I very much enjoyed the course and learned a lot from it. Still, as an academic who needed to learn this material for my work, I was a very self motivated student. My impression was that it was very heavy-going for more typical students. For most students, I think some personal contact with teaching staff would be very beneficial, and it is difficult to see how these courses can offer that on their own. Instead, I can see these courses being used at smaller institutions so that they can offer a wider variety of courses that have the cache of being associated with top-ranked universities, but still give the students personal attention in small groups.

  3. July 17, 2012 8:41 am

    I very much needed to use the word “very” very much less in that last paragraph.

  4. July 17, 2012 8:59 am

    For me it is a question of depth. These days I often refer to online information as a resource for quick learning, but generally only at a ‘higher’ level. What I’ve found is that much of my really deep, persistent knowledge comes from sitting in live lectures, and tends to be deeper if the lecturer is good. My guess is that it is that extra level of ‘experience’ (the room, the speaker, the fellow students, etc) that cements the information more deeply. Thus, I suspect that it is similar to most things “easy come, easy go”.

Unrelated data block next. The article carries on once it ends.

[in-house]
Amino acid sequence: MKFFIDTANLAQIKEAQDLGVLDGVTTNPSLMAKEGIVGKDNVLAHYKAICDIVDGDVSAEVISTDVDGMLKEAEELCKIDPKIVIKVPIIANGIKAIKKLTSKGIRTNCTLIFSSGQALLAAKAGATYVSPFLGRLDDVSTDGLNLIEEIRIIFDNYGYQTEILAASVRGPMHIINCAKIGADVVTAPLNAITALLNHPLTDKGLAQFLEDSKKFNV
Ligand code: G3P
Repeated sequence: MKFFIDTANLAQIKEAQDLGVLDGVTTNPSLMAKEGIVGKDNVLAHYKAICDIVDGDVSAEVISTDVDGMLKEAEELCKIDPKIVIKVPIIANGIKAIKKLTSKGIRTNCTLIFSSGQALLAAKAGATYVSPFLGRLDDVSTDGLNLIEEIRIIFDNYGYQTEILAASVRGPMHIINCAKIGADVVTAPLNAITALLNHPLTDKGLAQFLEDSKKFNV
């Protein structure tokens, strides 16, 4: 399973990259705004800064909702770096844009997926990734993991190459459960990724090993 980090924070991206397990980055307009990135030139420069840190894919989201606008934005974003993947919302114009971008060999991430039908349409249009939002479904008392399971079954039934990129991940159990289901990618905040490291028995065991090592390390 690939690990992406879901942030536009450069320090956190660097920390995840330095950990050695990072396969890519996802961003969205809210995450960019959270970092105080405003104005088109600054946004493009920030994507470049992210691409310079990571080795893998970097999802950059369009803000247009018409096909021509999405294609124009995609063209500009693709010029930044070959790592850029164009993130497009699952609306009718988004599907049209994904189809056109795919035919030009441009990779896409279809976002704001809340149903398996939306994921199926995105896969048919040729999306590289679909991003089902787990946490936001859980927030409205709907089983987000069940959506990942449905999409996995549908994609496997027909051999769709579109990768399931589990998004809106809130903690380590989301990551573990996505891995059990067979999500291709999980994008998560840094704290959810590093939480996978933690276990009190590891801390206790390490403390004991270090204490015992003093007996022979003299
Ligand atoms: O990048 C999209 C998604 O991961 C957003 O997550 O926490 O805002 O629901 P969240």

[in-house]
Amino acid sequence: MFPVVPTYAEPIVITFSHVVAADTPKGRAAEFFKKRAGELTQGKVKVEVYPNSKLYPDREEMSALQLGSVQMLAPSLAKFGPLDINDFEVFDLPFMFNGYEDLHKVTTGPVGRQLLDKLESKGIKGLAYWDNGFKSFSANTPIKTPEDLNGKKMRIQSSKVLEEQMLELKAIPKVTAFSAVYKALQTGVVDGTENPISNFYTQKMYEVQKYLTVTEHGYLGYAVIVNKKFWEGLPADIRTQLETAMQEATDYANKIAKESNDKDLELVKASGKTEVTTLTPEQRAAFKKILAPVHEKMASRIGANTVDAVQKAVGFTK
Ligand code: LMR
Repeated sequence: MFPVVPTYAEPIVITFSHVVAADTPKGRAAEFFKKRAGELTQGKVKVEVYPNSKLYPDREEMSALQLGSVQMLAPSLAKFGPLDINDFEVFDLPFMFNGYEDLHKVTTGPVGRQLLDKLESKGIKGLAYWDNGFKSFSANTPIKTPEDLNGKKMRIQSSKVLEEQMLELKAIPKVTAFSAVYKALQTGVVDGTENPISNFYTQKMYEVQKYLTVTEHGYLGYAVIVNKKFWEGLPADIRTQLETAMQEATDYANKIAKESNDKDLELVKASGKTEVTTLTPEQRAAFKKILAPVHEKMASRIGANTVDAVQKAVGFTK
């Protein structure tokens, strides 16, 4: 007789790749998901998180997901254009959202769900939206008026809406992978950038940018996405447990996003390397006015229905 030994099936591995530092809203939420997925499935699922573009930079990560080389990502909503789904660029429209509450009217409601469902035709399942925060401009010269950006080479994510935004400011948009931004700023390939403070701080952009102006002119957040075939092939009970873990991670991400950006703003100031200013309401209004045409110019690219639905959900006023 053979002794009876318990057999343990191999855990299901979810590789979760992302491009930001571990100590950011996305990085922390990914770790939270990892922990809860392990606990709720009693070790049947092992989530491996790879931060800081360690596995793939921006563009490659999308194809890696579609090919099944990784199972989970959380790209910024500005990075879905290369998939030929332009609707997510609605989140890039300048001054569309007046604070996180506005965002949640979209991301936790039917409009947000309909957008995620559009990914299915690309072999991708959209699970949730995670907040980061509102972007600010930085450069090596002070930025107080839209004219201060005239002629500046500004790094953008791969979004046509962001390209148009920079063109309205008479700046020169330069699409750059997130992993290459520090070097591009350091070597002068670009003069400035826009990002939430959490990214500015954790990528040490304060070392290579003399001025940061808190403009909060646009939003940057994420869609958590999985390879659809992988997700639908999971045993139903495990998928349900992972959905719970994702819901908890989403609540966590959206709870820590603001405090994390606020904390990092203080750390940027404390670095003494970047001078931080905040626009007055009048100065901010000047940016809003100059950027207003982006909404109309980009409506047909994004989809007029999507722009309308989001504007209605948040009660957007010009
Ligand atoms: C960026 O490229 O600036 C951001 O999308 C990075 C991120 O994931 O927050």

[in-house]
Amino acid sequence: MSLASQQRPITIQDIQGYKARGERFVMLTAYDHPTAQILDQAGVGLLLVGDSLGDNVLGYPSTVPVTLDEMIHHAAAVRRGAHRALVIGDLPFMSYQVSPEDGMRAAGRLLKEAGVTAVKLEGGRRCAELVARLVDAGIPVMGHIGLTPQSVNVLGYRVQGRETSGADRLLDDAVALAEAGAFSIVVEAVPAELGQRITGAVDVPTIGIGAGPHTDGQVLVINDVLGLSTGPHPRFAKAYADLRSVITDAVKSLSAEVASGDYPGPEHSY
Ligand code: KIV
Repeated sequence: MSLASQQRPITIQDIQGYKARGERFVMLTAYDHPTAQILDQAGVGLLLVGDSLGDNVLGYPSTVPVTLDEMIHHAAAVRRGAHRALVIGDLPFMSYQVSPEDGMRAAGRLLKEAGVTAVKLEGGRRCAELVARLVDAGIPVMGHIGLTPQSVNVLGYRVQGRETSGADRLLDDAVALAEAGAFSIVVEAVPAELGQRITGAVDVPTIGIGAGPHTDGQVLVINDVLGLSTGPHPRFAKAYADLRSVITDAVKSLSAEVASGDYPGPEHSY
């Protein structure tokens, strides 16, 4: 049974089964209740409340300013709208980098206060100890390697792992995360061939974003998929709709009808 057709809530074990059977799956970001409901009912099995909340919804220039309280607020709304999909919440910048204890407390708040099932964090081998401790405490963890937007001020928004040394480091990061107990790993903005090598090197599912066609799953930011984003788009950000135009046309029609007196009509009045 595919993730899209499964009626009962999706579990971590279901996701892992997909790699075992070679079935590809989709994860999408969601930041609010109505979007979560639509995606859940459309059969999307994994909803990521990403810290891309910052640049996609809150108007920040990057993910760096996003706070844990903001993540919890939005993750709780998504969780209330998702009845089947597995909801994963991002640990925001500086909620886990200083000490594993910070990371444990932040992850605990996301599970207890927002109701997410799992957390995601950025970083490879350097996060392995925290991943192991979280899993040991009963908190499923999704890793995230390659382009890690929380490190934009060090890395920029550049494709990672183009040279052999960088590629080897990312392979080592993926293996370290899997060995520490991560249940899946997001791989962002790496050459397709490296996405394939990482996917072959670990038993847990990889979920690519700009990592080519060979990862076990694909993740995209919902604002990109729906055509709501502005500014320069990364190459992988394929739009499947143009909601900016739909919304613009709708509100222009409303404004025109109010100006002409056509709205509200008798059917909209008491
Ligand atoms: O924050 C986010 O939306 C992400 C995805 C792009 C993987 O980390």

I love the ability to look up reference information, but when I really want to ‘know’ it, I need more than just a stream of facts.

    My long-term prediction is that some aspects of the computer revolution will always ebb and flow. Thus, “online” is in fashion right now, but it will fall from grace for a while, then be back in fashion, then fall again, then …


  5. Craig permalink
    July 17, 2012 10:22 am

    I can’t think of a subject matter in mathematics that I can’t get good lecture notes for free online.

  6. July 17, 2012 10:34 am

    I have registered in a LOT of these online courses mostly to test how well they work, and while I think they can be a good supplement to a university course or a good option for someone who does not have the time to enroll at a traditional university I do not see them replacing universities any time soon.

    As Matt Leifer’s stats show simply putting a course does not magically provide motivation, time or academic preparation to successfully master the materials.

    In many ways these online classes are like a really good textbook with lots of exercises and answers at the back: extremely useful and helpful, but we all know the printing press has been around forever and it didn’t lead to the end of universities.

    But I am hoping to incorporate these online into the regular classes that I teach and maybe my students can get the best of both worlds.

  7. John Sidles permalink
    July 17, 2012 10:59 am

    The game “transform education” can be played by individuals too; see for example the Khan Academy, or David Metzler’s 41-part YouTube series Intro to Differential Forms. These continue the honorable tradition of Michael Spivak’s non-academic yet magisterial mathematical books, beginning with Spivak’s best-selling Calculus on Manifolds: a Modern Approach to Classical Theorems of Advanced Calculus (1965). From an Amazon review: